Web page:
On First Drafts

They are singularly magnificent and hold within themselves an entire body of potential. Often messy, first drafts are oft times unclear and at first glance, seemingly difficult to work into something substantial. Or, they can be quite the opposite. Pat Schneider, in her book, “Writing Alone and With Others” (Oxford University Press) writes of the first draft emerging from a place where a writer’s “memory and creative imagination” combine. Whether written methodically with intent and purpose, or jotted down during moments of awkwardness while the Muses are off tending to others and their concerns, the emergence of a first draft relies on a writer maintaining a regular writing practice. This takes discipline, true. But nothing happens if nothing happens, correct?

If you are not writing with some consistency, you are not going to develop an assortment of first drafts. And without ever developing even one first draft, how will you ever cultivate a body of written work? I hate to sound negative, but you won't. All writing, no matter the form, relies on the initial commitment to the creation of that first draft. And oh, isn’t it wonderful when the words come easily? But, oh, how quickly things turn uncomfortable when the words struggle to appear.

The first draft conjures up this struggle by stirring up acute observations or helping the writer to form new connections between observations and ideas. Segments of dreams and brief descriptions of places once visited may, along with seemingly unconnected images, spring back to life when written down in first draft form. Such randomness at first glance. Yet, when called together by the emergence of a first draft Schneider's blend of "memory and creative imagination" becomes something new, a sample of writing that holds vast potential when developed  and further crafted.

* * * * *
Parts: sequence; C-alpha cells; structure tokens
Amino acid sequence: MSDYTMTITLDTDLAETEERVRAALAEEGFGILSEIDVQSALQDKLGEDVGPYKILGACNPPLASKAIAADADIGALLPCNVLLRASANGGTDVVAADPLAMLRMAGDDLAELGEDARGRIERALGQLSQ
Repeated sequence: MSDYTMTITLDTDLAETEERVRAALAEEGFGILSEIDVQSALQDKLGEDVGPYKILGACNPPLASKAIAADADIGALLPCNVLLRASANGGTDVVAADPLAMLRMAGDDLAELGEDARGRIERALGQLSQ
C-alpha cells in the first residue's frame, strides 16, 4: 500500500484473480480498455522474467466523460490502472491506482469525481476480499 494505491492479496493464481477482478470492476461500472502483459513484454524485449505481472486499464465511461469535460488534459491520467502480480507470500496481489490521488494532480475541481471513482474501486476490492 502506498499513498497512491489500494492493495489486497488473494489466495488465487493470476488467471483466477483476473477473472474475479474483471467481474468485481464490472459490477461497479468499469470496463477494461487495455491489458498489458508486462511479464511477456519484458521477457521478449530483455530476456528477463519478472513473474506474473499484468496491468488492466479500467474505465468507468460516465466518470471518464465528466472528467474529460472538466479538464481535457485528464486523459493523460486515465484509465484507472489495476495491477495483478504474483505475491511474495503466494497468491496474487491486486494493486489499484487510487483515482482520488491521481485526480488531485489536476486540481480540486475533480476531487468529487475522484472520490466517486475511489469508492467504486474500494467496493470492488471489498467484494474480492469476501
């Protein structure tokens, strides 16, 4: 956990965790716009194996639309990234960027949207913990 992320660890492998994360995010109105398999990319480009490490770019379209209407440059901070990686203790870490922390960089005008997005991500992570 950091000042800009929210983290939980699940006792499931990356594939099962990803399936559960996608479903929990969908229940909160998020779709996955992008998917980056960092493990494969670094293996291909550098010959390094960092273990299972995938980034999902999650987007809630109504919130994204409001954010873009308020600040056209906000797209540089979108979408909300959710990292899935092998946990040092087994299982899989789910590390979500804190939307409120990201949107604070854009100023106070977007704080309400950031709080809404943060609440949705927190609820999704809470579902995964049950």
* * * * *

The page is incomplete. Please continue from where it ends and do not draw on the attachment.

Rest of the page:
Consider that many initial drafts are never given the chance to develop into something more. Others remain hidden in closed journals or Google files for weeks or years before being reworked into something that can have real impact. This abandonment phase allows a writer to view an original piece with fresh eyes. With further crafting, a potential-laden first draft can be worked into something more. There is value in cultivating a series of assorted first drafts. For a writer, nothing else can emerge without them.  

Everything has a starting point. In writing, the first draft is it.

~Judith Lagana


Judith Lagana is the founder and co-editor of River Heron Review.
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